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Published on September 17, 2018

Taking a photo a day can improve your well-beingTaking a photo a day can improve your well-being

Sharing photos online has never been easier. You can post them on Facebook, Instagram or join photo sharing websites like Blipfoto or the 365 Project. It’s not only fun, but it may also be healthy.Sample sunset

A new study done in England indicates that taking a photo a day and posting it online can improve a person’s sense of well-being.

The study recorded what photos and captions people shared on the photo-a-day site Blipfoto for a period of two months. Afterwards, the researchers found that taking a photo a day and sharing it had an impact on well-being in the following ways:

  • It caused people to leave their house and seek an adventure.
  • It made people more mindful of the beauty around them.
  • It helped people actively engage in their environment.
  • It gave people a sense of purpose, achievement and accomplishment.
  • It created a sense of community engagement with others with similar interests.
  • It encouraged people to get more exercise by walking.

As a person who has participated in the 365 Project, I can attest to the many benefits. A few years ago, I was suffering from the January post-holiday blues. I read about the 365 Project in a magazine and the idea of recording a year of my life intrigued me. I was interested in learning about photography and this seemed like a great way to do it.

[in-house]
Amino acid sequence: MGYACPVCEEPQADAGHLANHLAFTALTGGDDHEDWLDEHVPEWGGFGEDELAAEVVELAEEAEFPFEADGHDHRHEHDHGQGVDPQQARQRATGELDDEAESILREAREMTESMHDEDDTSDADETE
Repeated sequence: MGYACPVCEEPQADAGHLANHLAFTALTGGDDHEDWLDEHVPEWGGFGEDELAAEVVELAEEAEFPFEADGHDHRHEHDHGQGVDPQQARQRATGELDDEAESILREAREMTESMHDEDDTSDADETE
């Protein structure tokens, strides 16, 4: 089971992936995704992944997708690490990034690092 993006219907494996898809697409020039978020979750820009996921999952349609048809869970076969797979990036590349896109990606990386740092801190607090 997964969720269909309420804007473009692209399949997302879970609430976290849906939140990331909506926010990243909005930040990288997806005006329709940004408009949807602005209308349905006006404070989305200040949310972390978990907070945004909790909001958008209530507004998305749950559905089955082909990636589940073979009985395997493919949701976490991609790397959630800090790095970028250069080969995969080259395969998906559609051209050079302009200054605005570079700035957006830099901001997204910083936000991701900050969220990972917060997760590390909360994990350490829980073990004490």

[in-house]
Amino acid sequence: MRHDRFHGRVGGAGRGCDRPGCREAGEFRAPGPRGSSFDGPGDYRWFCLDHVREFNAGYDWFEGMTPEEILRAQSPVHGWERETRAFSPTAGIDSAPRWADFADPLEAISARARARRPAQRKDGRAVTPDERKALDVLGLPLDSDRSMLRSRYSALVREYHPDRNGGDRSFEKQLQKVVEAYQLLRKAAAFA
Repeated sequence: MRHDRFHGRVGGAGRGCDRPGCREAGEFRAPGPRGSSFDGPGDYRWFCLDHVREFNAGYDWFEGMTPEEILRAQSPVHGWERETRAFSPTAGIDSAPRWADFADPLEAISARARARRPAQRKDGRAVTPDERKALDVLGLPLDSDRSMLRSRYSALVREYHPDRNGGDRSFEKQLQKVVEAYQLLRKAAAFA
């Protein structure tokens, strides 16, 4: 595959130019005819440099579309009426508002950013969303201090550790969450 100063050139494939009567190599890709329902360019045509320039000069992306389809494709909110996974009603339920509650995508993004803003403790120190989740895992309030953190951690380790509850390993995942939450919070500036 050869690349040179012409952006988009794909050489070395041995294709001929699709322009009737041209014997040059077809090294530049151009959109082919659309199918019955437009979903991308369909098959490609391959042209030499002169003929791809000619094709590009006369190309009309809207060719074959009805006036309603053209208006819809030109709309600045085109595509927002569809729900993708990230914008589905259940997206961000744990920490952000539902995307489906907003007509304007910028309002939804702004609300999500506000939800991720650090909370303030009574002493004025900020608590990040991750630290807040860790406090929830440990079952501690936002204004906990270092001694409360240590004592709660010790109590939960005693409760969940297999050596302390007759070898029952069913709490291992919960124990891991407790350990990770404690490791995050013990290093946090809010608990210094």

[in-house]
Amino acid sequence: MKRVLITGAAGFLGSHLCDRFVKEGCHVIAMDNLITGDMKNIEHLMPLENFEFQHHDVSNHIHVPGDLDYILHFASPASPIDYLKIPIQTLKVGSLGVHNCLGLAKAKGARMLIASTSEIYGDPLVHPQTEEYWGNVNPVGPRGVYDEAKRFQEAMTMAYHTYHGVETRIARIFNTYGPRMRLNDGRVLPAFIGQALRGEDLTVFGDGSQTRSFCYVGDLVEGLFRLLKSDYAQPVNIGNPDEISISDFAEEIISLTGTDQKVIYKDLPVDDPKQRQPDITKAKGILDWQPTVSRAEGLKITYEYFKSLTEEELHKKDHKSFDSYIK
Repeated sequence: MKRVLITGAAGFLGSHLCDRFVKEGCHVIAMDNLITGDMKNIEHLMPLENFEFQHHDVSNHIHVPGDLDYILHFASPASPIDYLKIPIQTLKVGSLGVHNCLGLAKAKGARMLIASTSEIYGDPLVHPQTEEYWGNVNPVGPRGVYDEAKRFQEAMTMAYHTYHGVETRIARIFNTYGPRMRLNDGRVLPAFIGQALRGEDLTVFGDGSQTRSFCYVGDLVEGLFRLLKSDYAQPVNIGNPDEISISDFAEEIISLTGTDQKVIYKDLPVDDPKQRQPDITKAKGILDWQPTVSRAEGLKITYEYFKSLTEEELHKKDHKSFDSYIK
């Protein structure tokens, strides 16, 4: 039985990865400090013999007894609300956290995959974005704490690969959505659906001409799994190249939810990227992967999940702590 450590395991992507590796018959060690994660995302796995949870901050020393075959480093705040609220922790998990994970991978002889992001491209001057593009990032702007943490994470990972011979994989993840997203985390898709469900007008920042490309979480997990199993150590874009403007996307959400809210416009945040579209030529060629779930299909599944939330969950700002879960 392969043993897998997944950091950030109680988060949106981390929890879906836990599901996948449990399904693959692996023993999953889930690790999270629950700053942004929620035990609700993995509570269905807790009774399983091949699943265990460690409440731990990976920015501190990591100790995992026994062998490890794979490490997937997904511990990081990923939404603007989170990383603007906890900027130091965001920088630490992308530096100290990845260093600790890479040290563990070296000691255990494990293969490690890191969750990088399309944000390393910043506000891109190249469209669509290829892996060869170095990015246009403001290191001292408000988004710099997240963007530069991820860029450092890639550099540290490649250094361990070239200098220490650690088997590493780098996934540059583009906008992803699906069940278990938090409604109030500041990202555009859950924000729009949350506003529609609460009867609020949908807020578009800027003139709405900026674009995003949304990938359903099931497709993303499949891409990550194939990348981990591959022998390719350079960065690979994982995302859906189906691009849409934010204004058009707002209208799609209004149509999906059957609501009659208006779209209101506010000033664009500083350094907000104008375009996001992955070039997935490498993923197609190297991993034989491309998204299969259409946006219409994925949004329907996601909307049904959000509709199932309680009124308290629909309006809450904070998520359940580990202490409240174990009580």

The premise is that you take a photograph every day for a full year and post it online. It is similar to social media sites like Facebook in that you find people to follow and other people follow you. But unlike Facebook, these people are complete strangers – at first.

photo of a fox

After a few stops and starts, I settled into the project and was heading out every afternoon to see what I could find. Within a week, I realized that I was seeing more beauty in the world every day. The beauty was always there, but I hadn’t been noticing it. My mood lifted considerably and that reaction is backed by science. Research [pdf] shows that time spent in nature helps people feel more vital and happy to be alive. It can also help elevate mood and prevent depression and anxiety.

Occupational therapist Manny Marrero, who works at the Centers for Behavioral Health at Cape Cod Healthcare, said there are many studies showing the positive effects of being out in nature.

“When you are out in nature you are tuned into the present moment and what’s going on around you, and the beauty of it all,” he said. “It just brings you a sense of calmness and well-being that opens up so many windows to joy, creativity and a sense of well-being. There are also physical changes in the body that happen.”

Studies show that people experience decreased stress hormones, especially cortisol, when they are mindful and out in nature. Elevated levels of cortisol over time can cause health issues like increased inflammation and decreased cardiovascular health, he said.

photo of a hawk

“Being out in nature can decrease feelings of anxiety, fear and stress, and increased energy, cognition and an overall sense of well-being,” Marrero said.

Finding New Places and Losing Weight

Over my year of daily photography, I became more adventurous. I ventured into places off the beaten path and got wet feet. I explored conservation areas I’d always planned to visit and drove down roads I’d never before traveled. I chased sunsets and foxes and saw my first four-leaf clover.

I also lost weight.

One participant in the British study found that, like me, it encouraged her to get more exercise than she normally would be inclined to do.

“It encourages me out of the house sometimes when I could just sit on my backside with a cup of tea,” she said. “I’ll think maybe I’ll take a walk down on to the seafront and before I know it I’m two miles along the coast.”

photo of a herring